The residential towers development in the Tushino district of Moscow provides a new mixed-use center filled with housing, social spaces, a kindergarten and an elementary school on a former paratrooper airfield.
Tushino is located in north-western Moscow along the bank of the Moscow River. For the greater part of the 20th century, the historic site was home to a flying and parachuting school, including the Central Aero Club of the USSR, and acted as an aviation parade ground. In the early 2000s, city officials proposed turning the uninhabited district into an 200,000-square-meter urban center for housing, commerce, offices, entertainment and sports.
Steven Holl Architects, in collaboration with Art-Group "Kamen," proposes a new building typology, “Parachute Hybrids,” which combines residential bar and slab structures with supplemental programming suspended in sections above, like parachutes frozen in the sky. Large circular openings in the towers’ facades give a defining geometric character and express health and social spaces. The master plan is organized to shape public space with maximum sunlight exposure. The buildings wrap around to create large, public garden and playground spaces as a reference to the site’s former use as a paratrooper air field.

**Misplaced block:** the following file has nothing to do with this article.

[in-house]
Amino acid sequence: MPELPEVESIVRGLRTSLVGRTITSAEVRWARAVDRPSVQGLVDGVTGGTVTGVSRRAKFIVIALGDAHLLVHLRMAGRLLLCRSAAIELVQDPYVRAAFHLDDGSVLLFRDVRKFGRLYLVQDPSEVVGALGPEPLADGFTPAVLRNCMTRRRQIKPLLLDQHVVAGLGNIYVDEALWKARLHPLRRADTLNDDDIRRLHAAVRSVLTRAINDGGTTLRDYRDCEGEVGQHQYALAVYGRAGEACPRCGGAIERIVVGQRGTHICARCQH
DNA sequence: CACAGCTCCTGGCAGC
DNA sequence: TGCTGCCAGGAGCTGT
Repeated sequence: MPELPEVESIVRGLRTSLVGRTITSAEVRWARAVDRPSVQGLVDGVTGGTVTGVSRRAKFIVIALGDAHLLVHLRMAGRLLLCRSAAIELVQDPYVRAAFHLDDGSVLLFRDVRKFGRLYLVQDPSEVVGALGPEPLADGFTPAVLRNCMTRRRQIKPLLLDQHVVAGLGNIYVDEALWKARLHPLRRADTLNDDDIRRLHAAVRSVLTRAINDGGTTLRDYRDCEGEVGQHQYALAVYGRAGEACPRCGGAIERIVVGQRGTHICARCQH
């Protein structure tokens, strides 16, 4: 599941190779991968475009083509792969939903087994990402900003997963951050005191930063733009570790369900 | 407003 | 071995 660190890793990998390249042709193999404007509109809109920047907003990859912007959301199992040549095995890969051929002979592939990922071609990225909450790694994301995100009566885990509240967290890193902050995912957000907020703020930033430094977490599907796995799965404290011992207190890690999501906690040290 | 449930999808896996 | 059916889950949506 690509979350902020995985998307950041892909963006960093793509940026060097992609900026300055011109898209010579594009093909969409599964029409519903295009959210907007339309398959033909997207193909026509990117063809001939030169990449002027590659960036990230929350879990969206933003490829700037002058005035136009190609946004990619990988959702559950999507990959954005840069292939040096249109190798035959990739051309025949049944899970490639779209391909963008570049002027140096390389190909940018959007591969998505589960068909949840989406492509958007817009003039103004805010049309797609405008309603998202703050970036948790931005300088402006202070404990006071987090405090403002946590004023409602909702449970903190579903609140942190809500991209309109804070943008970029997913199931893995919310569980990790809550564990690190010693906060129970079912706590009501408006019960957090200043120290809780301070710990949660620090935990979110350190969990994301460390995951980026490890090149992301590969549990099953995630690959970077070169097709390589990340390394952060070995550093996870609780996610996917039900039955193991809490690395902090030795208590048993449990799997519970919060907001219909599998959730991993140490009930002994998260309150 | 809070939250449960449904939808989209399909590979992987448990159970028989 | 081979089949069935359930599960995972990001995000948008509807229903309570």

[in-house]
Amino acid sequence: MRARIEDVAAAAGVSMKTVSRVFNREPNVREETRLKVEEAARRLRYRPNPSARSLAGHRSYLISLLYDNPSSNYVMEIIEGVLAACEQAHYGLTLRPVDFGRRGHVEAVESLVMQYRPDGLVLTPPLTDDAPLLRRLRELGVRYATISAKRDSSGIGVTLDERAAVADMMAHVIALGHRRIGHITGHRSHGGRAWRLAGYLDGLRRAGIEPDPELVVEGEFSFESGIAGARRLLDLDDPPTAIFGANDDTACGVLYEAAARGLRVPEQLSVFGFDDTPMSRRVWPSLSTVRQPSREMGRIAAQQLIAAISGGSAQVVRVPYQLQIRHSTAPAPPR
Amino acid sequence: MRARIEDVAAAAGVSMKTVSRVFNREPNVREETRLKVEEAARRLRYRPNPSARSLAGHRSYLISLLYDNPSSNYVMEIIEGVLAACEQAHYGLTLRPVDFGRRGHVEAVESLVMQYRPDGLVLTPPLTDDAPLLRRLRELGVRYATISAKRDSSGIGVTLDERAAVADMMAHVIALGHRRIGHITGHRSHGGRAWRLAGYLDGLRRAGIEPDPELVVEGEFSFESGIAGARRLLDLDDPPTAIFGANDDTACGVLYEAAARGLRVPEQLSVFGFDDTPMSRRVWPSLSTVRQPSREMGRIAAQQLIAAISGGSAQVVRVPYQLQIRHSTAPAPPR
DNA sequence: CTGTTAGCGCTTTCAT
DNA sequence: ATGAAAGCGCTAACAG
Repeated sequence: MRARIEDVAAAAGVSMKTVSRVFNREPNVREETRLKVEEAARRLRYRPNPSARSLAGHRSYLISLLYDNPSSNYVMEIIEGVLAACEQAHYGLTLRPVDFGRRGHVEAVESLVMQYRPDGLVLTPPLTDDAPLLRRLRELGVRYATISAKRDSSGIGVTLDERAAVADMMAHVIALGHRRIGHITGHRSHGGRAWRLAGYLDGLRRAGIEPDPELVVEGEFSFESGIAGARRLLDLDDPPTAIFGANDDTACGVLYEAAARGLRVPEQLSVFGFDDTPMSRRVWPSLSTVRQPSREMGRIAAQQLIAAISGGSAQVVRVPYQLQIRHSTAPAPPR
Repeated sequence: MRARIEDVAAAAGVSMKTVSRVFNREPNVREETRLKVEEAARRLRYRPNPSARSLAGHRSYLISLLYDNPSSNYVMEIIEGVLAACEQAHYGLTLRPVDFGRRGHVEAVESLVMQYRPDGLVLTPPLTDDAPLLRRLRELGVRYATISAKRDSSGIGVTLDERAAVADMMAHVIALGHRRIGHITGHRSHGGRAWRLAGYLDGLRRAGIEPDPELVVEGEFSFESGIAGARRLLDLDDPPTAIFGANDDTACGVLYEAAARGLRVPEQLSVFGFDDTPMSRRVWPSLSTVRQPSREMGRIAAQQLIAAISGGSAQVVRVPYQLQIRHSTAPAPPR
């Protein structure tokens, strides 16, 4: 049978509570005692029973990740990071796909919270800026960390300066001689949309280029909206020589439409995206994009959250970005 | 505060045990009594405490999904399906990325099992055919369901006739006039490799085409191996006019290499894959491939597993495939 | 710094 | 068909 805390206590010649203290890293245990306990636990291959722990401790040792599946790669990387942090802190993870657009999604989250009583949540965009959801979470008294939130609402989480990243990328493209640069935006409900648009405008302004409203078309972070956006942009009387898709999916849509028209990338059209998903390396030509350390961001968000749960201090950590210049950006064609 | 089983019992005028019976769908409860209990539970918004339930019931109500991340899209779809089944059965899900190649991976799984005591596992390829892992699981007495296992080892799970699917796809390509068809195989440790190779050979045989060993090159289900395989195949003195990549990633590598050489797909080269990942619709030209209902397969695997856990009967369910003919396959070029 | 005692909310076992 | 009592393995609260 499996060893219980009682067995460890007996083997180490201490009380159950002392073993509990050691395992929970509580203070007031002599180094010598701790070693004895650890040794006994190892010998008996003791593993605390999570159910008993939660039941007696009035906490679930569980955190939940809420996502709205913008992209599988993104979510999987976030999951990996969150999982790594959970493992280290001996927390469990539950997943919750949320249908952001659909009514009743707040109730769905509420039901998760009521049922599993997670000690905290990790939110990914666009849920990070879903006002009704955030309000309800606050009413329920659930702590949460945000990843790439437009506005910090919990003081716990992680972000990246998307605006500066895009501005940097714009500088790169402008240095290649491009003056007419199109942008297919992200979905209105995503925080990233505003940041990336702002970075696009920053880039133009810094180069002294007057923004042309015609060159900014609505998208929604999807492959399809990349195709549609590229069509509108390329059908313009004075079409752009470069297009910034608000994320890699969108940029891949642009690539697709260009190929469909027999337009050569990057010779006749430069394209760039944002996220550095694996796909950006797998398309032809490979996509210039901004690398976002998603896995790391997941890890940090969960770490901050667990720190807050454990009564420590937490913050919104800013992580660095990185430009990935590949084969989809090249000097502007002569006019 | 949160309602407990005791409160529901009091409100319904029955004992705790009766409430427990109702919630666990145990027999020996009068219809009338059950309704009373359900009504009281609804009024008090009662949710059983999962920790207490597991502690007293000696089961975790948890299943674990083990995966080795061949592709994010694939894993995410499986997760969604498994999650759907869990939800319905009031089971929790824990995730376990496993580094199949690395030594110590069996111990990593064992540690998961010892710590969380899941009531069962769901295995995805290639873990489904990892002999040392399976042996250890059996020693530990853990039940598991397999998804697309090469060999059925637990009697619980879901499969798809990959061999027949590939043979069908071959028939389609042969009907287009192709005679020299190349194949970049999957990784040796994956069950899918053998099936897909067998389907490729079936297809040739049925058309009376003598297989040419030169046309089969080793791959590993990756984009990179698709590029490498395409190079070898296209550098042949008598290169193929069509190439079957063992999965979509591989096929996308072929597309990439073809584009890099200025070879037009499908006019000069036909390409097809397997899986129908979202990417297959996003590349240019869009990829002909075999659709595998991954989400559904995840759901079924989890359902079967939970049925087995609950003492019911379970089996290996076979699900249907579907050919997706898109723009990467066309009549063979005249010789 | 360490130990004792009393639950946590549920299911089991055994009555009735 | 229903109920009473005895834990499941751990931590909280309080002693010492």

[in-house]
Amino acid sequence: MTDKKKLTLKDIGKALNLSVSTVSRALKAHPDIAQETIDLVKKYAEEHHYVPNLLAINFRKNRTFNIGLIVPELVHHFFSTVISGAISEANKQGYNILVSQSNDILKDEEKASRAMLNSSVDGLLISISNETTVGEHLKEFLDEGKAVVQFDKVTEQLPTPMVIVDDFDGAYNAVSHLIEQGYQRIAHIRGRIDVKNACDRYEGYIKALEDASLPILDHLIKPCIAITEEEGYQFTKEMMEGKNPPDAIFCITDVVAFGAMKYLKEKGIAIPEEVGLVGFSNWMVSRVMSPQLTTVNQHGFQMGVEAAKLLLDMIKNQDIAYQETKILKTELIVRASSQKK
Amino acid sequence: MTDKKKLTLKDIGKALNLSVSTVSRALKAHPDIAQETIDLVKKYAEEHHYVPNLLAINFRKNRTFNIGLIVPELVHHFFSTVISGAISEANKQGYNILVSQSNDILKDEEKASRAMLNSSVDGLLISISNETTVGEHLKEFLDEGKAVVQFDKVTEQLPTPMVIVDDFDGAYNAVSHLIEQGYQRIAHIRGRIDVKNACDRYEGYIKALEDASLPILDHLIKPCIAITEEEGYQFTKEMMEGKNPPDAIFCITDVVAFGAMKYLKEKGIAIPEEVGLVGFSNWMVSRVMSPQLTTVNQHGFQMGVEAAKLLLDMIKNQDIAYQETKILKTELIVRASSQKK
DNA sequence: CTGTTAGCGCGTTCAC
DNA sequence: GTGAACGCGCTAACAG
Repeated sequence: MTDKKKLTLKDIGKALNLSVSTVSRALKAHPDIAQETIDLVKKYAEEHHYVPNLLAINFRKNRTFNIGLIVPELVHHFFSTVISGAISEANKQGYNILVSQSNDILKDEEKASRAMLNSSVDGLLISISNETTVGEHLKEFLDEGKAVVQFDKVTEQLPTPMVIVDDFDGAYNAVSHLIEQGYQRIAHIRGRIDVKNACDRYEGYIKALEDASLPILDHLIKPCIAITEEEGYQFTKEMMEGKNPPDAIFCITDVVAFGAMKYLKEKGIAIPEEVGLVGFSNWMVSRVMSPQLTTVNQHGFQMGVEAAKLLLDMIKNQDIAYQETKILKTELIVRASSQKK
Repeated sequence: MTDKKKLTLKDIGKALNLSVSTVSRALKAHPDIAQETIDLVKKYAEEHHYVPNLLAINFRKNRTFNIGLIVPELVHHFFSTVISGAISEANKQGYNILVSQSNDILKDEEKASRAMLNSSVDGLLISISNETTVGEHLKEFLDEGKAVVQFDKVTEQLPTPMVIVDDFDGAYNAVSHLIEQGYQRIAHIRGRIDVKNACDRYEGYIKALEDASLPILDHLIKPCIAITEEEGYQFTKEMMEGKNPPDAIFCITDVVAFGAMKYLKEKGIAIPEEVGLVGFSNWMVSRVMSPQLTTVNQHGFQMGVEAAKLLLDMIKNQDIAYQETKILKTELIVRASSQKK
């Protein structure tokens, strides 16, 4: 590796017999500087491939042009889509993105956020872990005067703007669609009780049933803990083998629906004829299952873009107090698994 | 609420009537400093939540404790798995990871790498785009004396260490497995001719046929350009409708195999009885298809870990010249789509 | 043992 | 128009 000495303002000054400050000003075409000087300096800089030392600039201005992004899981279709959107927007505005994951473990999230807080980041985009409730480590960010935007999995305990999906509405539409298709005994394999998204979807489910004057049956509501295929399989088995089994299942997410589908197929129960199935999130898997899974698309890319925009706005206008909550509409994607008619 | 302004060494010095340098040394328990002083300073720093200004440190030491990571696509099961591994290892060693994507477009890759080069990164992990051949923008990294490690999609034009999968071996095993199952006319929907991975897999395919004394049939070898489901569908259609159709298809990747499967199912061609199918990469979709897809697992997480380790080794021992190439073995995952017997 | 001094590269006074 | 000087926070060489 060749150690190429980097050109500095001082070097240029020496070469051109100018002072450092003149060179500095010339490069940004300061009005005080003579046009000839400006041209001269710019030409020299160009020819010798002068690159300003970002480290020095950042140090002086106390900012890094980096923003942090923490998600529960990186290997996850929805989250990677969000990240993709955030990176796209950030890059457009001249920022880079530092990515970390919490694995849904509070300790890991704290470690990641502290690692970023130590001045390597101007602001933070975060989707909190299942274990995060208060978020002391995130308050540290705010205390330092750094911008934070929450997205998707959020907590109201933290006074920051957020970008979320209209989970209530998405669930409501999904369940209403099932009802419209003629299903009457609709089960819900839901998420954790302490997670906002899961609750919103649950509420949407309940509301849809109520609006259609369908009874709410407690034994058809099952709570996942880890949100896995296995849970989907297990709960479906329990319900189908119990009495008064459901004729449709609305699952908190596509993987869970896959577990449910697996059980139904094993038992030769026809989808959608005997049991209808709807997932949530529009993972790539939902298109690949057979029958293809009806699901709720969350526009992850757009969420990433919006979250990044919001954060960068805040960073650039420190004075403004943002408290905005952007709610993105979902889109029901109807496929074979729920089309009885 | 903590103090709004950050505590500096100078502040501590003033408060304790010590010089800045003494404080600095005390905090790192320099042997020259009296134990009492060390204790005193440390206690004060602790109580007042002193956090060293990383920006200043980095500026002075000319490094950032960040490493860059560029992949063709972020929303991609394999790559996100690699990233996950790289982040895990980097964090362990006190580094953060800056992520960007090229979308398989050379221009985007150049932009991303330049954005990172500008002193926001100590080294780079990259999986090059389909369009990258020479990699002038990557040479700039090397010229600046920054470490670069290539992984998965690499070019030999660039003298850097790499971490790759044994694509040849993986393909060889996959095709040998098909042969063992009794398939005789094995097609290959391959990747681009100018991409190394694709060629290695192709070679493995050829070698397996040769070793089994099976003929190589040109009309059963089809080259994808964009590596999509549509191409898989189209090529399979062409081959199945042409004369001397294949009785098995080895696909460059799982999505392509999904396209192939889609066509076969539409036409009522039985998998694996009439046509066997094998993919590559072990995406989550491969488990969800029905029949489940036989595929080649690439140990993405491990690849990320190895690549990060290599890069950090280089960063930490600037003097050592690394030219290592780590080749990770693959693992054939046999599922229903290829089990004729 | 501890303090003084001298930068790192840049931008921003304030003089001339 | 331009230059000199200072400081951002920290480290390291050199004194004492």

The project also emphasizes the importance of a comfortable living environment, incorporating rich infrastructure and education spaces into the programming. The new kindergarten and elementary school are designed to stand alone in architecturally distinct buildings that take advantage of natural light and green space. The housing complex will also contain amenities such as health spas, pools, cafés and lounges. Tushino will have a mix of housing types and will provide homes for all economic brackets.
- Green roofs- Natural lighting- Rainwater recycling- Geothermal heating and cooling- Thin section façade of operable glass insulates buildings in winter and creates open balconies in warmer months- Eco corridors, undisurbed by automotive traffic, run through the site and connect to the Moscow River